Ex-JAMB registrar Ojerinde was fined for seeking frivolous adjournment


The Abuja Division of the Federal High Court, on Friday, fined former JAMB registrar, Dibu Ojerinde, N100,000 over his plea for an adjournment, considered to be delaying trial commencement.

Justice Obiora Egwuatu made the order after counsel to the ICPC, Ebenezer Shogunle, prayed for an award of a fine in favour of one of the commission’s witnesses, who travelled from Ibadan to testify in the money laundering trial.

Earlier when the matter was called, Mr Shogunle informed that the matter was slated for commencement of trial and that three of the ICPC’s witnesses were in court.

However, the new counsel to the former JAMB boss, Dr Doyin Awoyale, said his chamber was just being briefed to take over the matter and that he would need a little time to study the case.

He then applied for an adjournment to allow them to get familiarised with the matter.

“This is necessary in view of the fact that the defendant just briefed a new set of lawyers led by Ibrahim Isyaku ,SAN. That is our prayer,” he said.

But Mr Shogunle opposed the request, saying one of the three ICPC’s witnesses, “travelled from Ibadan to be in court today.”

He argued further that this would be the third time Mr Ojerinde would be requesting for an adjournment in the matter.

“At the last adjourned date, my Lord even warned that all parties should prepare for trial today,” he added.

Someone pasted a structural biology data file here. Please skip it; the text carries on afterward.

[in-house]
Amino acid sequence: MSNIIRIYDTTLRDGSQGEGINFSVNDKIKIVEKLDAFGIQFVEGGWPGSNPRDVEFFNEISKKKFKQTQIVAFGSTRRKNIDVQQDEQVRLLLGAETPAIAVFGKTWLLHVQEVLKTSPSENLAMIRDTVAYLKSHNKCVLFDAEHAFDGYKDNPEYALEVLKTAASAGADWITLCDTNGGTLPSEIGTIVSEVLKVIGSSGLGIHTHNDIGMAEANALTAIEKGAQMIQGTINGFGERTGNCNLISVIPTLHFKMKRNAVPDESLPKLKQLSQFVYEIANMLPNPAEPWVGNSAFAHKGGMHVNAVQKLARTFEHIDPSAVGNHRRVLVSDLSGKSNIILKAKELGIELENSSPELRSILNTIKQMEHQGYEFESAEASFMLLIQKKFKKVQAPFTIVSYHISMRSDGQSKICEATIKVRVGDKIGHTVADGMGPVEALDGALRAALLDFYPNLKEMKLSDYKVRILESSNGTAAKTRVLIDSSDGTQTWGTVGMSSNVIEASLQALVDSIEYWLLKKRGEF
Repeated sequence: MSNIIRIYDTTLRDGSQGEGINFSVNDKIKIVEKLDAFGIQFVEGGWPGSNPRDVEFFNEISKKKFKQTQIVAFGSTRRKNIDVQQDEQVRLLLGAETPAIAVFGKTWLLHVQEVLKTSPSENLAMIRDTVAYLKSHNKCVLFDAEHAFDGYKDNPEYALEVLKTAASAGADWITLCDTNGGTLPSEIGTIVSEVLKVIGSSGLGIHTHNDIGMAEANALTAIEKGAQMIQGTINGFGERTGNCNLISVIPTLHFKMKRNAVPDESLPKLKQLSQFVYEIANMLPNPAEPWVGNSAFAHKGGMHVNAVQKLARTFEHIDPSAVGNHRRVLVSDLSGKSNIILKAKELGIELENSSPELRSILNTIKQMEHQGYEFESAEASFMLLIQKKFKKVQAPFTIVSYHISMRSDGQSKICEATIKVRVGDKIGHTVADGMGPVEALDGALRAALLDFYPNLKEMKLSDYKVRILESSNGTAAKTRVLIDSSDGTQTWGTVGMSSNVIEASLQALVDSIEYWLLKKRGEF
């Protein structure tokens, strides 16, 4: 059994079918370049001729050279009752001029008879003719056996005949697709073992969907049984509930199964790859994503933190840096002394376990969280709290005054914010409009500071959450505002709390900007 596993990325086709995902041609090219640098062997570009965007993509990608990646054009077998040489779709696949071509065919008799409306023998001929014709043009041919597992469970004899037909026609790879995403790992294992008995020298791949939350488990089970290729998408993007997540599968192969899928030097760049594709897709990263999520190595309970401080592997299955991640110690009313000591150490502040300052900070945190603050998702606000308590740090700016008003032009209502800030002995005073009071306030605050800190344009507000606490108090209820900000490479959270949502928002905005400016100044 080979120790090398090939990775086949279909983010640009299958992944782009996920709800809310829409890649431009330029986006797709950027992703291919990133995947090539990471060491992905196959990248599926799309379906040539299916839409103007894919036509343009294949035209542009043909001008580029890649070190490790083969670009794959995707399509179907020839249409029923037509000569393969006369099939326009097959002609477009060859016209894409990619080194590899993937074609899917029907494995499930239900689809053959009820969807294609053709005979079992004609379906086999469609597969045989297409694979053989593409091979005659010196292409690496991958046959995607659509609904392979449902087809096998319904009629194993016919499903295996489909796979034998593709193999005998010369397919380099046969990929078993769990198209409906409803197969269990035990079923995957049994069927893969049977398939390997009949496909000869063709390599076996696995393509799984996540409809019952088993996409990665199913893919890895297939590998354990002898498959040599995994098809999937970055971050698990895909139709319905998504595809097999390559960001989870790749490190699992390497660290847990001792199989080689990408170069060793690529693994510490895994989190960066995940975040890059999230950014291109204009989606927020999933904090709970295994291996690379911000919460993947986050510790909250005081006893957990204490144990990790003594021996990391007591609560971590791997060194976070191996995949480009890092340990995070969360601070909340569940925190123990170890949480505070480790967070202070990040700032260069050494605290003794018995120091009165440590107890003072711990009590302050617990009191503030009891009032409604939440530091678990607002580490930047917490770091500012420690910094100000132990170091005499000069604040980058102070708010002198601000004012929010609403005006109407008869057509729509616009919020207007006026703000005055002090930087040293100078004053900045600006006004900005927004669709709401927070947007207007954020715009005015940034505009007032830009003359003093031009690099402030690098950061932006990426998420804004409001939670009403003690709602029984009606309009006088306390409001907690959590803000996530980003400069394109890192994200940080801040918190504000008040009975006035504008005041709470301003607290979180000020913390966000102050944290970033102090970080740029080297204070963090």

The lawyer said though he was prepared to proceed with the trial, “in the event that my lord is minded to grant the defendant counsel an adjournment to enable him familiarise himself with the case as he said, I urge my lord to make an order for the defendant to pay one of the witnesses’ expenses as provided for under Sections 251 and 252 of ACJA (Administration of Criminal Justice Act).”

However, Mr Awoyale disagreed with Shogunle’s prayer, arguing that the law provided that the defendant should be afforded enough time to prepare for his defence.

He said the sections of the law cited were not applicable owing to the antecedence of the matter.

Mr Egwuatu, who noted that when lawyers complain that the wheel of justice does not go fast, the blame is often shifted on the judges, recalled that Mr Ojerinde was arraigned on July 8 and later granted bail.

The judge narrated how the defendant had sought for an adjournment on three different occasions.

He said the defendant had all the time to prepare for his defence, and should he fail to do so, it was nobody’s fault.

Mr Awoyale then accepted to pay the fine but urged the court to adjourn the matter in the interest of justice.

Mr Egwuatu, who ordered the defence to pay the witness who travelled from Ibadan the sum of N100,000 on or before October 11, adjourned the matter until February 8 and February 9 for trial commencement.

On September 29, Mr Ojerinde sought adjournment to enable him to engage another lawyer in his trial.

Prior to his decision, Peter Olorunnisola, SAN, had been appearing for the ex-JAMB boss.

The ICPC, in the suit marked: FHC/ABJ/CR/97/21, said that the former chief executive officer allegedly committed multiple frauds, while heading JAMB and the National Examination Council (NECO).

Justice Egwuatu had, on July 8, admitted Mr Ojerinde to bail in the sum of N200 million with two sureties.


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